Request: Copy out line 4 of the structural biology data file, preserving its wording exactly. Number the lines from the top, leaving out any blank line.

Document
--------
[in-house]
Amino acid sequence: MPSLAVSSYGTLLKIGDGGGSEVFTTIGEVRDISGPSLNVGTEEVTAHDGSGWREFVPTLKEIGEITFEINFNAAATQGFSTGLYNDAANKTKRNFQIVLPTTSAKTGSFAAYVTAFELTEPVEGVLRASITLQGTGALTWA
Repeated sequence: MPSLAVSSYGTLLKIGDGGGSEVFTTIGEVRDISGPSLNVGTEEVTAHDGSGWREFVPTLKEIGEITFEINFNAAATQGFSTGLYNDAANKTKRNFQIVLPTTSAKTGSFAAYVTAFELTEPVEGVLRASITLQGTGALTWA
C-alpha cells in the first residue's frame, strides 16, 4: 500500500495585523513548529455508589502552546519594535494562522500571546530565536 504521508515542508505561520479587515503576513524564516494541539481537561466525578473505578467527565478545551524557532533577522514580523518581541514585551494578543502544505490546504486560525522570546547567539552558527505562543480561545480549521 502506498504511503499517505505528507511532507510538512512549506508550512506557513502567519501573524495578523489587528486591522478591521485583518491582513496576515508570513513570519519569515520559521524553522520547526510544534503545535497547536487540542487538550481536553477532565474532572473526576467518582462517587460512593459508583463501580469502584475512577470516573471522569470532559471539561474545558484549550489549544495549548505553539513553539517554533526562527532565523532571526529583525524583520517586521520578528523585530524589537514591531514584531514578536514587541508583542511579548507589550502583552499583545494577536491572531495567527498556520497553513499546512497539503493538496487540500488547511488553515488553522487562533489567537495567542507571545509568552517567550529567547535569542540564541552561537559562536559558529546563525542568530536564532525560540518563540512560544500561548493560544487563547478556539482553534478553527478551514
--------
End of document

C-alpha cells in the first residue's frame, strides 16, 4: 500500500495585523513548529455508589502552546519594535494562522500571546530565536 504521508515542508505561520479587515503576513524564516494541539481537561466525578473505578467527565478545551524557532533577522514580523518581541514585551494578543502544505490546504486560525522570546547567539552558527505562543480561545480549521 502506498504511503499517505505528507511532507510538512512549506508550512506557513502567519501573524495578523489587528486591522478591521485583518491582513496576515508570513513570519519569515520559521524553522520547526510544534503545535497547536487540542487538550481536553477532565474532572473526576467518582462517587460512593459508583463501580469502584475512577470516573471522569470532559471539561474545558484549550489549544495549548505553539513553539517554533526562527532565523532571526529583525524583520517586521520578528523585530524589537514591531514584531514578536514587541508583542511579548507589550502583552499583545494577536491572531495567527498556520497553513499546512497539503493538496487540500488547511488553515488553522487562533489567537495567542507571545509568552517567550529567547535569542540564541552561537559562536559558529546563525542568530536564532525560540518563540512560544500561548493560544487563547478556539482553534478553527478551514